Phil Reynolds digs deeper into industry response to WYG’s recent report on waste collection.
Waste consultancy WYG’s follow-up report to its contentious 2010 study has found that of the 13 local authorities with most improved dry recycling rates, 11 had switched to a commingled collection service. But what does this report mean for the collection debate - which was re-ignited earlier this year with news that the Campaign for Real Recycling (CRR) was seeking a judicial review about the inclusion of commingled recycling in the transposed EU Waste Framework Directive?
WYG project director Len Attrill told MRW that this year’s report sought to address some of the criticisms levelled at its predecessor, which was attacked by the CRR as being “somewhat selective” for not consulting any of its stakeholders in the study.
Attrill said: “In the past, we used the methodology of an analysis of numbers, but in some of the areas we tended to then look at particular case studies from projects we had worked on. Some said this report was anecdotal, so we tried to drop those things. We are less reliant on that and more reliant on the facts and analysis.”
He added: “It [the 2011 report] is taking official Government figures and analysing them and looking at other factors within those. For example, some have said in the past that the study was skewed, arguing that wheeled bins collect more because more affluent areas use wheeled bins. We have done some scientific analysis to ask whether that is true. The answer, emphatically, is no that’s not true.”
Biffa Municipal development director Pete Dickson told MRW that it was important for Biffa to continue the partnership with WYG begun by Greenstar in 2010.
“We were concerned about the original WRAP report, which we thought had fundamental issues and was not dealing with certain facts and the data behind it was not published,” he said. “We, as Verdant/Greenstar, thought at the time that there was no point responding to that because we are a MRF operator. WYG agreed to run a report using Government-stated facts and statistics to be open and transparent about the information we were using.
“Through acquisition and joining with Biffa, our two organisations have very similar business strategies. After the first report and the release of Wales’ Eunomia report, we wanted to take a different slant on updated figures to show the public and local authorities what we believe is in fact the best-value service for a local authority.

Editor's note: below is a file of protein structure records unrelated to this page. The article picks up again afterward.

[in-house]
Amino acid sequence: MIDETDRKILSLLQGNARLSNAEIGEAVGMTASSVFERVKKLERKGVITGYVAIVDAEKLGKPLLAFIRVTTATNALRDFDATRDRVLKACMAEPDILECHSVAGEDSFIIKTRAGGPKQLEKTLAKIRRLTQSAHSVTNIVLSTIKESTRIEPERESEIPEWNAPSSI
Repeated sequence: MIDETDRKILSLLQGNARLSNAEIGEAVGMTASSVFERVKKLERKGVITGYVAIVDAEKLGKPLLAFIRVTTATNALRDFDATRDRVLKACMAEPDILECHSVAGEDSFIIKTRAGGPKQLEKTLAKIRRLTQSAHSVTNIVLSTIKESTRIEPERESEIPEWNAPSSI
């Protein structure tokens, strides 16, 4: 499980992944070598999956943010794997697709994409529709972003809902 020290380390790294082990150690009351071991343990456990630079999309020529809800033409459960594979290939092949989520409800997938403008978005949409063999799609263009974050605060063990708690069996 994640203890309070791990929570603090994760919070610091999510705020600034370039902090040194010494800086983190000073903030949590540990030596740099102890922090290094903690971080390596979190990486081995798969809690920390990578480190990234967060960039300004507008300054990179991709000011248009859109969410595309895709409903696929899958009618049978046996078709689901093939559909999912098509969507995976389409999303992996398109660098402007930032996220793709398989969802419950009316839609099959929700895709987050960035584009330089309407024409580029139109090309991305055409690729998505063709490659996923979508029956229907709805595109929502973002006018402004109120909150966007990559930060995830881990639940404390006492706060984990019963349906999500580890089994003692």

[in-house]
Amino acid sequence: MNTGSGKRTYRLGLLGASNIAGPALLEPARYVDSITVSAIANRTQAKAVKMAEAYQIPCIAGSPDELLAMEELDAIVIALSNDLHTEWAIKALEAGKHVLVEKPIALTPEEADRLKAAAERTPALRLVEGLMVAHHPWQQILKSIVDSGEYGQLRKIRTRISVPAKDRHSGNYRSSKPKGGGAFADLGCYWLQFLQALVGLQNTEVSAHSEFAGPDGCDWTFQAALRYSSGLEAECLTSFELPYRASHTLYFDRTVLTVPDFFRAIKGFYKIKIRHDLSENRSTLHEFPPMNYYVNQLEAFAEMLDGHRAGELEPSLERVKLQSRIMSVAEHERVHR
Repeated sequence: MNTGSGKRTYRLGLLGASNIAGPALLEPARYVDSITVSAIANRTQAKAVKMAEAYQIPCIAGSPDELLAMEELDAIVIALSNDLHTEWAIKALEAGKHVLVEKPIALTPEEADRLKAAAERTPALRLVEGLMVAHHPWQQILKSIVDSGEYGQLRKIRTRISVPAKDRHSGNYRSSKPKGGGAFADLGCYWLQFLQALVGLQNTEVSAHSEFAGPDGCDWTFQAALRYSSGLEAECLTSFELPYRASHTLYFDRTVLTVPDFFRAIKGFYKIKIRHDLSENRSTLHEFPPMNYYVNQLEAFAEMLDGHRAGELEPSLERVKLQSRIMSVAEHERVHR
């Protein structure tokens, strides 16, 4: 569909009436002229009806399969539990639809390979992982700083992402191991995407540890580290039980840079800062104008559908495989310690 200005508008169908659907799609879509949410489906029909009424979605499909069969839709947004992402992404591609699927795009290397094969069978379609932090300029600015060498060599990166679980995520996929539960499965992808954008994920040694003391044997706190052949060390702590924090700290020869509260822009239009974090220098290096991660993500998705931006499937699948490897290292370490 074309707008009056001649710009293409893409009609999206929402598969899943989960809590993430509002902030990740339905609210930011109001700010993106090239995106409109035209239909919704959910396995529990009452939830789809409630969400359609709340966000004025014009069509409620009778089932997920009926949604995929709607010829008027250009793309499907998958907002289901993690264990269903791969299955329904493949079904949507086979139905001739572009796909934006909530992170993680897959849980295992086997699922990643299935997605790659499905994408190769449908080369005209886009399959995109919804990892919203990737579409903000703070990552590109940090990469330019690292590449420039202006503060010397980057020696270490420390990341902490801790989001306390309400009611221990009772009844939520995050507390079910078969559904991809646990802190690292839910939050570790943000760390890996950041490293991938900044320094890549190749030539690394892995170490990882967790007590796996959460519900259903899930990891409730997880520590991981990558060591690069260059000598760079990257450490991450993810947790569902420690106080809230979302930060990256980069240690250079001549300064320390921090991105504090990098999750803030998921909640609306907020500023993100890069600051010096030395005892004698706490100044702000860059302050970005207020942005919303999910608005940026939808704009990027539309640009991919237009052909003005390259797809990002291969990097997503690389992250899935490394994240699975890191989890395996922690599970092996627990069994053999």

“We don’t need to be an advocate of commingled - the report speaks for itself.”
Despite the new analysis and updated figures, the CRR has made further criticism. The campaign’s co-ordinator Andy Moore said the WYG report was “clearly not” independent and risked “confusing the [collection] debate”.
He said: “As evidence, it cites WRAP’s recent report that a commingled approach captures more material than source separation. But it does not properly deal with the same report’s finding that the difference is negligible when collection of contaminated or non-target material in commingled collection is taken into consideration.
“This provides the basis for WYG to claim that kerbside sort will incur more landfill costs. Alarmingly, this suggests that commingled collections are not accounting for the disposal of contaminated or non-target materials,” he added. “Councils should not have the wool pulled over their eyes about the value of quality recycling. The WYG report is based on weighbridge data that arrives at MRFs, not weighbridge data of material that arrives at reprocessors for recycling. This report’s selective use of evidence and inference about WRAP’s position appears disingenuous to us.”
Dickson added that he thought the report would now help the collection debate to progress, particularly in terms of the collection frequency debate: “This report shows that collecting commingled recycling in a wheeled bin weekly does not divert significantly more material than fortnightly, so that [model] is suitable for householders to divert maximum material.”
Attrill said: “We have moved from a situation where councils used to have to pay to get rid of dry recyclate in a commingled form to now, when they can sell it as a resource. It has huge implications for local authority budgets and decision making.”